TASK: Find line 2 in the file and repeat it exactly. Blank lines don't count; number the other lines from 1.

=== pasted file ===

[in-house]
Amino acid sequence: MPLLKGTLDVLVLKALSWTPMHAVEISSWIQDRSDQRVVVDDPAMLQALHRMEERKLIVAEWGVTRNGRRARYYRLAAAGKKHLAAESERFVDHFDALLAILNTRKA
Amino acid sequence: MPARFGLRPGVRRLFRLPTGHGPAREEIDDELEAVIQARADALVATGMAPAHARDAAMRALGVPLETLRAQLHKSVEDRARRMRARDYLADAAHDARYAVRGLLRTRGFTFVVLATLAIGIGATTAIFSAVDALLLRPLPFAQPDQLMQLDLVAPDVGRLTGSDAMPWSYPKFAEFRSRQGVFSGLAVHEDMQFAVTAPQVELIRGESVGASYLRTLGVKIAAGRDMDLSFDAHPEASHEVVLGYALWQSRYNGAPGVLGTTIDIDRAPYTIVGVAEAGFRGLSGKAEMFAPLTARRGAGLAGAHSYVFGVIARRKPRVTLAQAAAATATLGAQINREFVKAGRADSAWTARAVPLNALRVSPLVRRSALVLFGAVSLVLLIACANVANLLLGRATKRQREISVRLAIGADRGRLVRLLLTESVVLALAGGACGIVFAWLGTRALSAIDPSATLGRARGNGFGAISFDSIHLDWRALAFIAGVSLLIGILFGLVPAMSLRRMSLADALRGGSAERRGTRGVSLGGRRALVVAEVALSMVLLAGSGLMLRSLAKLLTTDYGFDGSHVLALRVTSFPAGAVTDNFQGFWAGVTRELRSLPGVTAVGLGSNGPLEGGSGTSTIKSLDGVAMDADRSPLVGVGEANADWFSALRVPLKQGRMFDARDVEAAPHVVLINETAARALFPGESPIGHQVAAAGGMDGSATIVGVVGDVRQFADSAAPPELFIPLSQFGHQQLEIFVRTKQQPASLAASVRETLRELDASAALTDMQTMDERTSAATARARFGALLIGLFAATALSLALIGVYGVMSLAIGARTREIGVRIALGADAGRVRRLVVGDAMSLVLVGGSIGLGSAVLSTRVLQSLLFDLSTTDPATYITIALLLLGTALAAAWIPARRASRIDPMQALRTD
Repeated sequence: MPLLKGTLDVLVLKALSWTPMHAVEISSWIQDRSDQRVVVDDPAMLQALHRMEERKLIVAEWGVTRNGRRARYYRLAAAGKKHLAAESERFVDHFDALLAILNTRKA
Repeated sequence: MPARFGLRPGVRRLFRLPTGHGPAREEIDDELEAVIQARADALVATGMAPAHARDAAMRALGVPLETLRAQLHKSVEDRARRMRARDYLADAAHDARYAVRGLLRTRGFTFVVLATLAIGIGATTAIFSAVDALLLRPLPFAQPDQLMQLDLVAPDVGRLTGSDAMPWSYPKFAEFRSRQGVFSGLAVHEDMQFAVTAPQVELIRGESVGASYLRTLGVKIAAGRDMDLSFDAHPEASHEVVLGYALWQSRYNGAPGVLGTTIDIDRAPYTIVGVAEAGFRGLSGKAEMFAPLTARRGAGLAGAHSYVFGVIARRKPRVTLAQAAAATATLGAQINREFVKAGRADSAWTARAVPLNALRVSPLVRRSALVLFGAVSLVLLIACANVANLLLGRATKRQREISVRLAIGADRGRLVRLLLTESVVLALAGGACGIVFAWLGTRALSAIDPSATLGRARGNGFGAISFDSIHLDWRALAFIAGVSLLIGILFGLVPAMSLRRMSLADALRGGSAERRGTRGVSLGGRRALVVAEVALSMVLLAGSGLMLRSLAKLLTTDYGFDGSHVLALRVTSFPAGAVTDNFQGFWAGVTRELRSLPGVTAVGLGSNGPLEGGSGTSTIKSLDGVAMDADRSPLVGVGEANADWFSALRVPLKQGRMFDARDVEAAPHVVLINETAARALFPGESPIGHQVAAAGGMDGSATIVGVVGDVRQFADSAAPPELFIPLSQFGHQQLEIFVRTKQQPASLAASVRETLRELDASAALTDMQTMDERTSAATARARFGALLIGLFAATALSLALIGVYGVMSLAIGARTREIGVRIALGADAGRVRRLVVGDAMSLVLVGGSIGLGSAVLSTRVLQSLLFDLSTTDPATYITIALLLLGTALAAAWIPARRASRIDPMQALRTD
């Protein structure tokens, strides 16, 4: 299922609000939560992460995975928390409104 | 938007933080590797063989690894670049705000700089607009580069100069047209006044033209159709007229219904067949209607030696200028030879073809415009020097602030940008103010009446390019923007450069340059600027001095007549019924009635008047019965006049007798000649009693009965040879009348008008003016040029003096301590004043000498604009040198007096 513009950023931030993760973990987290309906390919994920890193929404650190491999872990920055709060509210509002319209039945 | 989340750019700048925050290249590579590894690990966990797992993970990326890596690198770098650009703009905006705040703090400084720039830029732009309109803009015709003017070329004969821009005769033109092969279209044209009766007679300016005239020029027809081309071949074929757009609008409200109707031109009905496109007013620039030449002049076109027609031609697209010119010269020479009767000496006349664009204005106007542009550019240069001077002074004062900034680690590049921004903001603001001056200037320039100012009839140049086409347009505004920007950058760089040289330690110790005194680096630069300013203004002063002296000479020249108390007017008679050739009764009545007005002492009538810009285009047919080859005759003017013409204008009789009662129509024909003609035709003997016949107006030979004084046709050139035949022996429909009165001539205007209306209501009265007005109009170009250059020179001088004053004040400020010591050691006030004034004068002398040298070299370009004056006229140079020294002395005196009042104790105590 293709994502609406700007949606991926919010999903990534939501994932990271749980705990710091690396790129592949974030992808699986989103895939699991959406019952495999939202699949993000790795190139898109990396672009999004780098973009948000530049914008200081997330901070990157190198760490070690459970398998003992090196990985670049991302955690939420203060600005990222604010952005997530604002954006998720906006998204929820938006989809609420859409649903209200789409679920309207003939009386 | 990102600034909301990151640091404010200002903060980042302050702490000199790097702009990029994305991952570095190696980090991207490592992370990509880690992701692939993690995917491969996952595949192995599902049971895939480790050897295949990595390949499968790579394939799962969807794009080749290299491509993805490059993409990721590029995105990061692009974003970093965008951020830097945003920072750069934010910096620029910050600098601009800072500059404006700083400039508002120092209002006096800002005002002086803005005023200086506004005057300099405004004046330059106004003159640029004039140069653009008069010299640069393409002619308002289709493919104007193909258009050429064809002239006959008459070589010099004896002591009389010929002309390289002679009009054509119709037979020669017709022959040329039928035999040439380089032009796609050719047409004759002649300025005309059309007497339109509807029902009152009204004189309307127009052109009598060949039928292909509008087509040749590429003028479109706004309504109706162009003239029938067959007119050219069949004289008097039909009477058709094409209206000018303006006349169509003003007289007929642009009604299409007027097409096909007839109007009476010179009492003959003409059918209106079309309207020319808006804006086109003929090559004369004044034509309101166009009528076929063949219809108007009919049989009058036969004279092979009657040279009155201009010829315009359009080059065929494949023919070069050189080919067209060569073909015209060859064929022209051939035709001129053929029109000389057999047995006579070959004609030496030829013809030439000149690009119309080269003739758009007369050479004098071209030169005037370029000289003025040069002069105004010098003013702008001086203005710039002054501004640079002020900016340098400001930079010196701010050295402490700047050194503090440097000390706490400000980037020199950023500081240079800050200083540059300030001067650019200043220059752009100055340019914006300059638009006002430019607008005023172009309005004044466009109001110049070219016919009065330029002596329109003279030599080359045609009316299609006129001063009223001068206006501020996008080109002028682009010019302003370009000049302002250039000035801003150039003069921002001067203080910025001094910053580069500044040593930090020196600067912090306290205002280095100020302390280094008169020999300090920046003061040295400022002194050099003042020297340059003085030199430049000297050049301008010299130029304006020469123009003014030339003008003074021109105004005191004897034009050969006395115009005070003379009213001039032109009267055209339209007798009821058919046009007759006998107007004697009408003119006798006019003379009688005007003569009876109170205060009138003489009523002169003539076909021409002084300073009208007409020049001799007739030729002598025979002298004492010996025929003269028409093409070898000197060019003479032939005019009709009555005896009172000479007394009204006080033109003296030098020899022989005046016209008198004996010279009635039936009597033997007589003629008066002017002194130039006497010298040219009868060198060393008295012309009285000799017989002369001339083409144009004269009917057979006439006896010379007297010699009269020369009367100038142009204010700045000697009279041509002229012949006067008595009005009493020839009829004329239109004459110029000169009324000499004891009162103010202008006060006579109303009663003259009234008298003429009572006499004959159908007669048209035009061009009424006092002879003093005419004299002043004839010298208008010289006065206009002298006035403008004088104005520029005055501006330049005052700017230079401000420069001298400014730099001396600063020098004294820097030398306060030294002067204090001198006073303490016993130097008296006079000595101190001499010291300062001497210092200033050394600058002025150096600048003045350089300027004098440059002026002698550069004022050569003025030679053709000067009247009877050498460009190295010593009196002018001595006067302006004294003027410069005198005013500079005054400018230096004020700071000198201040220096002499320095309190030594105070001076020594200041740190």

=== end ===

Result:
Amino acid sequence: MPLLKGTLDVLVLKALSWTPMHAVEISSWIQDRSDQRVVVDDPAMLQALHRMEERKLIVAEWGVTRNGRRARYYRLAAAGKKHLAAESERFVDHFDALLAILNTRKA